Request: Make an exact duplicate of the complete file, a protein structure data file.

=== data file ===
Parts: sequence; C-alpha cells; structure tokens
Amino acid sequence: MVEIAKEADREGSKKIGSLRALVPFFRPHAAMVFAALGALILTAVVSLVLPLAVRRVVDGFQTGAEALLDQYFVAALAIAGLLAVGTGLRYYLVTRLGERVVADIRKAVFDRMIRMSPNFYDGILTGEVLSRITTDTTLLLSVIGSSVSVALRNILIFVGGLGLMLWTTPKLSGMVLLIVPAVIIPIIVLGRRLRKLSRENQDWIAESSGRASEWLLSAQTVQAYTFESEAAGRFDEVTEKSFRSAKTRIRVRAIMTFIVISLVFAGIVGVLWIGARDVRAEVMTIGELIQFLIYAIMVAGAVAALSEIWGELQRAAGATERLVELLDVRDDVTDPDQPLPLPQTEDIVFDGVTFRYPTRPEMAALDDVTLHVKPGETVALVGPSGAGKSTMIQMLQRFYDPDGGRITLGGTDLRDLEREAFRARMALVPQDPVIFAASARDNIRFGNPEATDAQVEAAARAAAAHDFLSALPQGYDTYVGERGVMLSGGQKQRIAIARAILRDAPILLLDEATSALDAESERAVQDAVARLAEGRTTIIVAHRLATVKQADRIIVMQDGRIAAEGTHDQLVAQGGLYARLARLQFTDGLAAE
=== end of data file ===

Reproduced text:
Parts: sequence; C-alpha cells; structure tokens
Amino acid sequence: MVEIAKEADREGSKKIGSLRALVPFFRPHAAMVFAALGALILTAVVSLVLPLAVRRVVDGFQTGAEALLDQYFVAALAIAGLLAVGTGLRYYLVTRLGERVVADIRKAVFDRMIRMSPNFYDGILTGEVLSRITTDTTLLLSVIGSSVSVALRNILIFVGGLGLMLWTTPKLSGMVLLIVPAVIIPIIVLGRRLRKLSRENQDWIAESSGRASEWLLSAQTVQAYTFESEAAGRFDEVTEKSFRSAKTRIRVRAIMTFIVISLVFAGIVGVLWIGARDVRAEVMTIGELIQFLIYAIMVAGAVAALSEIWGELQRAAGATERLVELLDVRDDVTDPDQPLPLPQTEDIVFDGVTFRYPTRPEMAALDDVTLHVKPGETVALVGPSGAGKSTMIQMLQRFYDPDGGRITLGGTDLRDLEREAFRARMALVPQDPVIFAASARDNIRFGNPEATDAQVEAAARAAAAHDFLSALPQGYDTYVGERGVMLSGGQKQRIAIARAILRDAPILLLDEATSALDAESERAVQDAVARLAEGRTTIIVAHRLATVKQADRIIVMQDGRIAAEGTHDQLVAQGGLYARLARLQFTDGLAAE